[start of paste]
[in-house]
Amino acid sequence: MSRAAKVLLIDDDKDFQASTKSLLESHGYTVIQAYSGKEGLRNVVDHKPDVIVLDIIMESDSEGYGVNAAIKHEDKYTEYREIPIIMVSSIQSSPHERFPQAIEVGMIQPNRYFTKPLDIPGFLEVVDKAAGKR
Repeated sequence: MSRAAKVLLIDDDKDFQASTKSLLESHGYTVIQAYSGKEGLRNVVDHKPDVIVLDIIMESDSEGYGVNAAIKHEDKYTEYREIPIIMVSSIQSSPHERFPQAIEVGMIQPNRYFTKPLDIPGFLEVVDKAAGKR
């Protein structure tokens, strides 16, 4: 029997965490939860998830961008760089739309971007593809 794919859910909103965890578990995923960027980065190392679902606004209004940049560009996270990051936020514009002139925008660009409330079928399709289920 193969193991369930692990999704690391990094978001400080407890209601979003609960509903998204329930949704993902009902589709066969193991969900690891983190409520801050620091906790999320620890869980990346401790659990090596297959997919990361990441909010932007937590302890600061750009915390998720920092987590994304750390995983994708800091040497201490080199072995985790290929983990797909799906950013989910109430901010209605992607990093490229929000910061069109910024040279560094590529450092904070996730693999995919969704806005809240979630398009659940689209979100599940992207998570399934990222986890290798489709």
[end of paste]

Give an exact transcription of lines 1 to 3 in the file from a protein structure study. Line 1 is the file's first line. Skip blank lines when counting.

[in-house]
Amino acid sequence: MSRAAKVLLIDDDKDFQASTKSLLESHGYTVIQAYSGKEGLRNVVDHKPDVIVLDIIMESDSEGYGVNAAIKHEDKYTEYREIPIIMVSSIQSSPHERFPQAIEVGMIQPNRYFTKPLDIPGFLEVVDKAAGKR
Repeated sequence: MSRAAKVLLIDDDKDFQASTKSLLESHGYTVIQAYSGKEGLRNVVDHKPDVIVLDIIMESDSEGYGVNAAIKHEDKYTEYREIPIIMVSSIQSSPHERFPQAIEVGMIQPNRYFTKPLDIPGFLEVVDKAAGKR